Next on AIDS’ frontier

Times Staff Writer

The first AIDS vaccine to undergo advanced human trials has proved a failure, its makers acknowledged last week. But researchers and advocates are not giving up.

Vaccines using other strategies remain in the pipeline, keeping alive the hope that at least one will someday tame the global spread of the human immunodeficiency virus. About 19 are currently in human trials, researchers say.

They caution, however, that large-scale progress isn’t expected any time soon. Most are in early studies designed to show that they’re safe and can mobilize the body’s disease-fighting systems. Others haven’t gotten even that far.

“We have a field of them that are doing pretty well in animal studies,” said Martin Delaney, founder of Project Inform, an AIDS treatment, information and advocacy group in San Francisco. “But the nature of vaccine research is that if you had the perfect vaccine tomorrow, it would take you almost 10 years to prove it and get it to the regulatory stage.”


AIDS has killed about 22 million people since it was first identified more than 20 years ago. Currently, an estimated 42 million people are infected with HIV, with 15,000 new infections each day, most in Asia and Africa.

Antiviral medications can prolong the lives of those with HIV and AIDS, but they’re expensive and unavailable in many of the nations hardest hit by the disease. Therefore, the ultimate goal is to prevent new infections using vaccines.

Vaccines against polio or influenza give people a weakened or inactivated virus, which then teaches the body to recognize and defeat the real thing. But because HIV is so infectious, researchers are using only parts of the virus to avoid producing AIDS. They’re testing various genes and proteins that might rev up the immune system, as well as the most effective means to inhabit human cells.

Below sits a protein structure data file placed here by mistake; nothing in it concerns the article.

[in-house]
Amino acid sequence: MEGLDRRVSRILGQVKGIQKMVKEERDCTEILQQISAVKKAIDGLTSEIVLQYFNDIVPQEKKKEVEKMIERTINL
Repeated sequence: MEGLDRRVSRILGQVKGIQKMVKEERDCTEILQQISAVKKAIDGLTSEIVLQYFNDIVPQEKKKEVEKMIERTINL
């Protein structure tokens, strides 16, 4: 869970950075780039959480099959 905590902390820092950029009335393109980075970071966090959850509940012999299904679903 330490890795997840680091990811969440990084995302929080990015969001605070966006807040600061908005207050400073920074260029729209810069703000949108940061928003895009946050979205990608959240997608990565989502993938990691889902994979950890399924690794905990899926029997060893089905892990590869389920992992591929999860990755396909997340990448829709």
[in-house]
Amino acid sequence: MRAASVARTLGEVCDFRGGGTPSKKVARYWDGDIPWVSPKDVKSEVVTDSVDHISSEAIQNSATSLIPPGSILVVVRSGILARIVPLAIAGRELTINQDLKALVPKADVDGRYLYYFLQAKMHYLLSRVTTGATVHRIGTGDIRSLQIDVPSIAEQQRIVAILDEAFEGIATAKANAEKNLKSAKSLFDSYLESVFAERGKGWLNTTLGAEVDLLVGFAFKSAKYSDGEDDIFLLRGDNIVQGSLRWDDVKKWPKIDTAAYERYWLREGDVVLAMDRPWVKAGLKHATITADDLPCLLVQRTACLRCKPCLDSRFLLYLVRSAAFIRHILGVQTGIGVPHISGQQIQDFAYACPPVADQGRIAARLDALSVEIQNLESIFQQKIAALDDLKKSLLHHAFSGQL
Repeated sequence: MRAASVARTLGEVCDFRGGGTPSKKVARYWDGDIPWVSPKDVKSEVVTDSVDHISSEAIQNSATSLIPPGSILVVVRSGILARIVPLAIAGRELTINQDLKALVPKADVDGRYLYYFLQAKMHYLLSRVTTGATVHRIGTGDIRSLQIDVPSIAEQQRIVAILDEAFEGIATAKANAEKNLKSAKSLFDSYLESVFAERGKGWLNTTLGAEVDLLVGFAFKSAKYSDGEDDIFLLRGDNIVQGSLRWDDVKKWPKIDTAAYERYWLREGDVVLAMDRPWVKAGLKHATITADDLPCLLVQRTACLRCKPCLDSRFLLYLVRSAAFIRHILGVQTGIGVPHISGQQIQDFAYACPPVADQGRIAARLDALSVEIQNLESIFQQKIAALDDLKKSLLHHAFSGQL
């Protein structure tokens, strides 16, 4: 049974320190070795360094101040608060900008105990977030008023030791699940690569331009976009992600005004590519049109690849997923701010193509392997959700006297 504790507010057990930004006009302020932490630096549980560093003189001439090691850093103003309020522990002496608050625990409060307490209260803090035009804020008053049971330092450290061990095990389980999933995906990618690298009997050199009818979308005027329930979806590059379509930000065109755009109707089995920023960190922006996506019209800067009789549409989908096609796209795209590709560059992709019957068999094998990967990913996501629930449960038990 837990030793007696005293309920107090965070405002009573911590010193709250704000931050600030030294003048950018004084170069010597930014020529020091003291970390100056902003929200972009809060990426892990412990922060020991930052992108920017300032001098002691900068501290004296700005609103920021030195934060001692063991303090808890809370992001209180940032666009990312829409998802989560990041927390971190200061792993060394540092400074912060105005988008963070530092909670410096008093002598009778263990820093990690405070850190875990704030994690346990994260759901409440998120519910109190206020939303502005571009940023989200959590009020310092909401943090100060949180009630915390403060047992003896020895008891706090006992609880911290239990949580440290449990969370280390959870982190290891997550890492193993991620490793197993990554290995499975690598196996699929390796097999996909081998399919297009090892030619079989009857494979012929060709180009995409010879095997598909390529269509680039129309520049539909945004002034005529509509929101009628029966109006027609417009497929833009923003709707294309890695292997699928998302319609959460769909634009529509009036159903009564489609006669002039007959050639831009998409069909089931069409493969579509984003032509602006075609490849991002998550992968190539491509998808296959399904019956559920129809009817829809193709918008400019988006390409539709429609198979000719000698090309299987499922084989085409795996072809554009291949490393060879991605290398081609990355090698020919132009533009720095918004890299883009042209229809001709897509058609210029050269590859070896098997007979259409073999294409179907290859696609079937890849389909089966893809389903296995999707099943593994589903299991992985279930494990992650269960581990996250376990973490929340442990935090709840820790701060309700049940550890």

The Aidsvax vaccine, from VaxGen in Brisbane, Calif., was the only vaccine ever to get through Phase III trials, which test for effectiveness in large numbers of people. In the five-year trial, doctors injected 5,108 gay men and 309 women, all HIV-negative, with a genetically engineered protein from the surface of the AIDS virus, called gp120, hoping to stimulate the formation of antibodies that would neutralize HIV.


As last week’s long-awaited announcement revealed, Aidsvax failed to produce the hoped-for disease protection, although there were suggestions it may have some effect in African Americans and Asians. VaxGen has a modified version of the same vaccine in Phase III trials of intravenous drug users in Thailand. Results are due by year’s end.

Another hopeful

Another vaccine scheduled to enter Phase III trials in Thailand uses a two-step process. Participants will get an initial shot of a vaccine from a weakened canary pox virus (a bird virus in the same family as smallpox) that has been engineered to carry HIV genes into the body. It will be followed by a booster shot with Aidsvax. The trial of the vaccine, made by the French pharmaceutical company Aventis Pasteur, is sponsored by the National Institutes of Health and Thailand’s public health ministry. The timing is uncertain because officials are expected to review the latest Aidsvax data before proceeding.